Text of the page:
Generally when I get freaked out by traffic like that I just hop off the bike and walk with it on the footpath. I don’t need to cycle along the quays, or anywhere near them or the Luas (works) so I’m lucky.

          I don’t think having cyclists pootling along in the middle of a lane holding up traffic is the answer either. There are a lot of those guys around. Kind of self-important slow cyclists on high nellies.

          Reply
          1. Andyourpointiswhatexactly?

            I think I’m a brilliant cyclist but I know I can take chances the odd time.

            But I agree: just be courteous. It’s that easy. Guess it’s the same in life in general.

      1. Owen C

        “Dublin also needs signs indicating that cyclists not only can, but must occupy the middle of a lane where there is no dedicated cycle lane provided.”

        Look dude, i can only pull you up on what you said, not what you wanted to clarify later

        Reply
        1. ZeligIsJaded

          “I think consideration for traffic behind is good manners, and where there is room, provide it, but a lot of our lanes are not sufficiently wide for this.”
          I had already said it

          Reply
      1. Andyourpointiswhatexactly?

        If Topsy is cutting and pasting it, I would gently suggest using the edit button to change Simply to Simple.
        Simples.
        Simpleton.
        But I digress.

        Reply
    1. hugh sheehy

      Simpler solution. Ban cars from the city streets. They pollute. They cause traffic jams (they ARE traffic jams). Their use is bad for people’s health. They’re obnoxiously loud. etc., etc., etc.

      Reply
  12. Macconnait

    On dame Street last Friday night, round 7:00PM, cross the intersection w/ George’s St when the lights turn green. About halfway across a cyclist comes flying out between two cars and misses me and another dude by inches. Despite shouts from myself and others he never so much as looks back. I was on my way to meet my Sister, who is clinically blind and walks with a stick. She was hit by a cyclist on a pedestrianised street 3 weeks ago. So spare me

    Reply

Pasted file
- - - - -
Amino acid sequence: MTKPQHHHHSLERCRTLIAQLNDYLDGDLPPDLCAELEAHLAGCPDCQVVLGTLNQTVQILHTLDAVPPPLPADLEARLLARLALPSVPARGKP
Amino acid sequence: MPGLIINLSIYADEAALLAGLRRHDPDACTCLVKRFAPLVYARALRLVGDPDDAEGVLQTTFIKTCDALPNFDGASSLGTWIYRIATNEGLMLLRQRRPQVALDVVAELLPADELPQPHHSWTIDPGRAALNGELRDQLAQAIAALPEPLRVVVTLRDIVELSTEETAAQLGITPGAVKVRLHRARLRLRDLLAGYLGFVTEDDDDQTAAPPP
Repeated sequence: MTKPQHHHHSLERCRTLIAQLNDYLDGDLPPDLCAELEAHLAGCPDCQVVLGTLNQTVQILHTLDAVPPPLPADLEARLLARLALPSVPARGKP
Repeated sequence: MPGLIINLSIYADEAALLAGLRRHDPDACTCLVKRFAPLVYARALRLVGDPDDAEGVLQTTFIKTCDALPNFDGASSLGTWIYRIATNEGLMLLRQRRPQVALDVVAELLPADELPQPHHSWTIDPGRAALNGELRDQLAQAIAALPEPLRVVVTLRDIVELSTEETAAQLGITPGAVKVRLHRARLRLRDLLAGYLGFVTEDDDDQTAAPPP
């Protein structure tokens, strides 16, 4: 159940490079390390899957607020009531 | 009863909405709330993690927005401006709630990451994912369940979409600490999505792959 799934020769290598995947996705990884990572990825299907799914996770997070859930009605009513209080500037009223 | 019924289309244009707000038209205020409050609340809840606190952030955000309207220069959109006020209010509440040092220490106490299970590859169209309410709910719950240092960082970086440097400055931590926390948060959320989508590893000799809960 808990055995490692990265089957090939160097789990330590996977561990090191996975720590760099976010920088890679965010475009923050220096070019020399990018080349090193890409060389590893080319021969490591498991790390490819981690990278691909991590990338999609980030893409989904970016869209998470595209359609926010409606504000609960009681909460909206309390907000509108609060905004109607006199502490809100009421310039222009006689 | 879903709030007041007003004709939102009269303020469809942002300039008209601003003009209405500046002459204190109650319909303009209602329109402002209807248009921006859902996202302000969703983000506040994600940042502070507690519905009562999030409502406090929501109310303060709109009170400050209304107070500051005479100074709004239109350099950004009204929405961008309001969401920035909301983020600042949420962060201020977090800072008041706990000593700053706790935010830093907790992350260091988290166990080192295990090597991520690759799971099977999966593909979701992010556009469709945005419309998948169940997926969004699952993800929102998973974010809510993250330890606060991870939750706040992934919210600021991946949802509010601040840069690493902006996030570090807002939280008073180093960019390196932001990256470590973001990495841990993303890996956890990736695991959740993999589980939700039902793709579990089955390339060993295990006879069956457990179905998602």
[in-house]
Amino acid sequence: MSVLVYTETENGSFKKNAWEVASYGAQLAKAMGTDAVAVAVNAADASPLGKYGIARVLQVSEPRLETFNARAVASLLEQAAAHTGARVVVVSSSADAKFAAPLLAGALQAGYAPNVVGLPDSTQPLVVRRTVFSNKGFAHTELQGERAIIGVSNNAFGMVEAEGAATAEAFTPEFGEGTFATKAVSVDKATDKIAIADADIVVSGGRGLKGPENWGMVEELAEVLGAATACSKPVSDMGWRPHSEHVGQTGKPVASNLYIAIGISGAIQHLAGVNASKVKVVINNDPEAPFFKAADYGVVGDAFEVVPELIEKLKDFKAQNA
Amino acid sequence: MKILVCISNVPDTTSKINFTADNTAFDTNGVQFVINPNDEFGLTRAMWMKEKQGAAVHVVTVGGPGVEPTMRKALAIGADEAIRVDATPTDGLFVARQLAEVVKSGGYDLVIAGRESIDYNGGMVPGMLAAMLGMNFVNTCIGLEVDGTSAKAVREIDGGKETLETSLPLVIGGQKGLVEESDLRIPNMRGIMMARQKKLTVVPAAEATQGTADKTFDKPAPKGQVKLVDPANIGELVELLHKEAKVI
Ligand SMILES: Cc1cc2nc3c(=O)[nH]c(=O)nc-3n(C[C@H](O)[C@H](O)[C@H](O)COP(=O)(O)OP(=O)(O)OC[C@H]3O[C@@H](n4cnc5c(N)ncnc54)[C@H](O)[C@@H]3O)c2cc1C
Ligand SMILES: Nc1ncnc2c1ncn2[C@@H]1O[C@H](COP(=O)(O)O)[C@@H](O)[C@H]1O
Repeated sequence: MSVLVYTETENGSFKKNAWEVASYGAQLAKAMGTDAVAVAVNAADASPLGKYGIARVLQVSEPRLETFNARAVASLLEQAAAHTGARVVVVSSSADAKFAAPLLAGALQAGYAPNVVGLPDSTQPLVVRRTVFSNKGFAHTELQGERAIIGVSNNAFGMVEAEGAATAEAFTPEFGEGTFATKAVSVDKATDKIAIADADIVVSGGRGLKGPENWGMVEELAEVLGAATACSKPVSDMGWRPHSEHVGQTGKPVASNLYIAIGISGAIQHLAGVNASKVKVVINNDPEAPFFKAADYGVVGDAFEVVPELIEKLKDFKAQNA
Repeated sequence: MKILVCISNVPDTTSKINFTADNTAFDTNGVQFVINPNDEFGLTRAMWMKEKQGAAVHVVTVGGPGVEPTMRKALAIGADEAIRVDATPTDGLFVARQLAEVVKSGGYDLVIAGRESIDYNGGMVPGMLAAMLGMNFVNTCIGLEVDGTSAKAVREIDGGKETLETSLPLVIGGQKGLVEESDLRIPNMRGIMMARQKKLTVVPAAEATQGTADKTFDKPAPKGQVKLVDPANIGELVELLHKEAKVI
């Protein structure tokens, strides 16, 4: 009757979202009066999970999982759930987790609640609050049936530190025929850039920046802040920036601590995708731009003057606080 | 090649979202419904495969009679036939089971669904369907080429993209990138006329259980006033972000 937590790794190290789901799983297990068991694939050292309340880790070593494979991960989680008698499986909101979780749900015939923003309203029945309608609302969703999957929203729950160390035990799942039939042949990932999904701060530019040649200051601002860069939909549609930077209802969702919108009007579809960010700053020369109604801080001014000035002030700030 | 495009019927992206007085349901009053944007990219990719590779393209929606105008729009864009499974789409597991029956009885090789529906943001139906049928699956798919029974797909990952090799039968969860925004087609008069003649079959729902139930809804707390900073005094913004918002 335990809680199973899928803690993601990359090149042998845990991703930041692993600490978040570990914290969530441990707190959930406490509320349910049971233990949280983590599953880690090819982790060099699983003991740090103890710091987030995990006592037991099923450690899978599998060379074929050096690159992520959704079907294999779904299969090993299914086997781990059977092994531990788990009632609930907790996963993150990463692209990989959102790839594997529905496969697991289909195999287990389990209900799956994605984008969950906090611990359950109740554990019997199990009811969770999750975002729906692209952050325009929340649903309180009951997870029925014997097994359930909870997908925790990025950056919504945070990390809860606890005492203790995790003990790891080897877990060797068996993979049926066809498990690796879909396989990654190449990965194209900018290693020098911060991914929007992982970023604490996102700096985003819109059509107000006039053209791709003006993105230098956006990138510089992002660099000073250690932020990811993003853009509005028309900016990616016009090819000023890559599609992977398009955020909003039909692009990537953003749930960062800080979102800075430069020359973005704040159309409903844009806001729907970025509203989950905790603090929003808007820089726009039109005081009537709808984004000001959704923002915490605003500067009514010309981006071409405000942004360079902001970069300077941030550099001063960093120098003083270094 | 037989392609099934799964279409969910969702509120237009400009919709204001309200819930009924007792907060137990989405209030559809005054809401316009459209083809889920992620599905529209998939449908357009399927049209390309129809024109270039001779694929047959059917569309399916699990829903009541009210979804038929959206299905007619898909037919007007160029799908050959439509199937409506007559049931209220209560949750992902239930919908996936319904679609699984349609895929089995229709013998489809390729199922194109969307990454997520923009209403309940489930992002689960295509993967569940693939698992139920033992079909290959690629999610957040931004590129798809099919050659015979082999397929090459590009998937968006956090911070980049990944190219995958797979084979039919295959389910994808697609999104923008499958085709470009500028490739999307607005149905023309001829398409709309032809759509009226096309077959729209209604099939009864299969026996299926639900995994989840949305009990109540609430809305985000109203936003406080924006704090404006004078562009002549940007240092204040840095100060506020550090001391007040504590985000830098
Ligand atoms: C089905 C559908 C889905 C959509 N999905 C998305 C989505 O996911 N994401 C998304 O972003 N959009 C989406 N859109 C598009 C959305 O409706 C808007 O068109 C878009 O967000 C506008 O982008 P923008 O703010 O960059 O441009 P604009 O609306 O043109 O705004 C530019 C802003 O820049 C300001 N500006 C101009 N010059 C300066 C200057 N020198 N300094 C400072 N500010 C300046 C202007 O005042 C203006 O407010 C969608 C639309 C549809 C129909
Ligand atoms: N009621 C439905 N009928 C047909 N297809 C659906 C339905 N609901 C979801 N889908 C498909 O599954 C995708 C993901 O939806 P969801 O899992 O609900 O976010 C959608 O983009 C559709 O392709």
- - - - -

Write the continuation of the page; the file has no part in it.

1. Andyourpointiswhatexactly?

      I’m sorry to hear both stories. But this blanket blaming of everyone in a group because of a few bad apples is what has the world in a state o chassis these days. Dicks be dicks, no matter what they’re doing/who they represent.

      Reply
      1. joke bloke

        yea, the ‘few bad apples’ thing kinda falls apart when you see almost every cyclist breaking the rules everywhere you look at any stage of the day.

        Reply
        1. Andyourpointiswhatexactly?

          It’s not illegal to cycle on footpaths. I think a lot of people get exercised about that, without knowing the facts. Obviously you have to do it with due care and consideration, but it’s legal.

          Reply
          1. Brother Barnabas

            Obviously I wouldn’t dare contradict you, but are you sure that’s correct?

            Cycling on the path was omitted from the list of things that’ll get you a fixed-charge notice (I think so that children can do it if necessary), but it is illegal to cycle in a designated pedestrian zone – and they include footpaths.

            I could be wrong. And of course I do recognise that you’re better than me in every way.

          2. Cian

            Article 13 of the 1997 Regulations makes it an offence to cycle on a footpath unless you are entering or exiting a property.

            “13. (1) Subject to sub-articles (2) and (3), a vehicle shall not be driven along or across a footway.
            (2) Sub-article (1) does not apply to a vehicle being driven for the purpose of access to or egress from a place adjacent to the footway.
            (3) A reference in sub-article (1) to driving along or across a footway, includes s reference to driving wholly or partly along or across a footway.”